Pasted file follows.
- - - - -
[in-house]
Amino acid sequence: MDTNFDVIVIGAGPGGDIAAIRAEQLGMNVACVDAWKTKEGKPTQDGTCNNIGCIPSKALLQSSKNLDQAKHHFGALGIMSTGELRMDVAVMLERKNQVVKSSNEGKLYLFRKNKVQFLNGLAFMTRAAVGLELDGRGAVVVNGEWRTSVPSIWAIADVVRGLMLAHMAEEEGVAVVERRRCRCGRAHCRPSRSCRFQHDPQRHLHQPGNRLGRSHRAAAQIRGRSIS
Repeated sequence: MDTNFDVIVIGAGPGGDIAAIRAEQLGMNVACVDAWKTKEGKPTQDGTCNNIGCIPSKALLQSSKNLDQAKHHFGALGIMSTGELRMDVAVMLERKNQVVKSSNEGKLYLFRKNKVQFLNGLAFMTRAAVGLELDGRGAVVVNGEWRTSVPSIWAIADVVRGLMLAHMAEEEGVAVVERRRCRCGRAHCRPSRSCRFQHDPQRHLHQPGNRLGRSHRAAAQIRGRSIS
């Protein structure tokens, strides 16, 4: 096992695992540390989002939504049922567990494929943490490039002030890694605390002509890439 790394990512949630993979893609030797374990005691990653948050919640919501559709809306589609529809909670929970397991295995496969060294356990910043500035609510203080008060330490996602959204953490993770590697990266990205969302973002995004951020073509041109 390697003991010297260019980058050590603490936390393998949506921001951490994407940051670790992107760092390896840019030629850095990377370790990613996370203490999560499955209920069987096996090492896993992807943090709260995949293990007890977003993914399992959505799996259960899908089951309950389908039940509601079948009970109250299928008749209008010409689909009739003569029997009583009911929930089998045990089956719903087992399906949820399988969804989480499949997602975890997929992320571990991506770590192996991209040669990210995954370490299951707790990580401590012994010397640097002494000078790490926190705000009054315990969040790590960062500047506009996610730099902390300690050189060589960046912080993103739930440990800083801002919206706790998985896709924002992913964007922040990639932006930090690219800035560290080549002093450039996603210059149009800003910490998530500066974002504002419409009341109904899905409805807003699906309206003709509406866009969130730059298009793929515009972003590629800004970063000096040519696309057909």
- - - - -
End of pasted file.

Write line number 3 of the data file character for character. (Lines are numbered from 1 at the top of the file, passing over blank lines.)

Repeated sequence: MDTNFDVIVIGAGPGGDIAAIRAEQLGMNVACVDAWKTKEGKPTQDGTCNNIGCIPSKALLQSSKNLDQAKHHFGALGIMSTGELRMDVAVMLERKNQVVKSSNEGKLYLFRKNKVQFLNGLAFMTRAAVGLELDGRGAVVVNGEWRTSVPSIWAIADVVRGLMLAHMAEEEGVAVVERRRCRCGRAHCRPSRSCRFQHDPQRHLHQPGNRLGRSHRAAAQIRGRSIS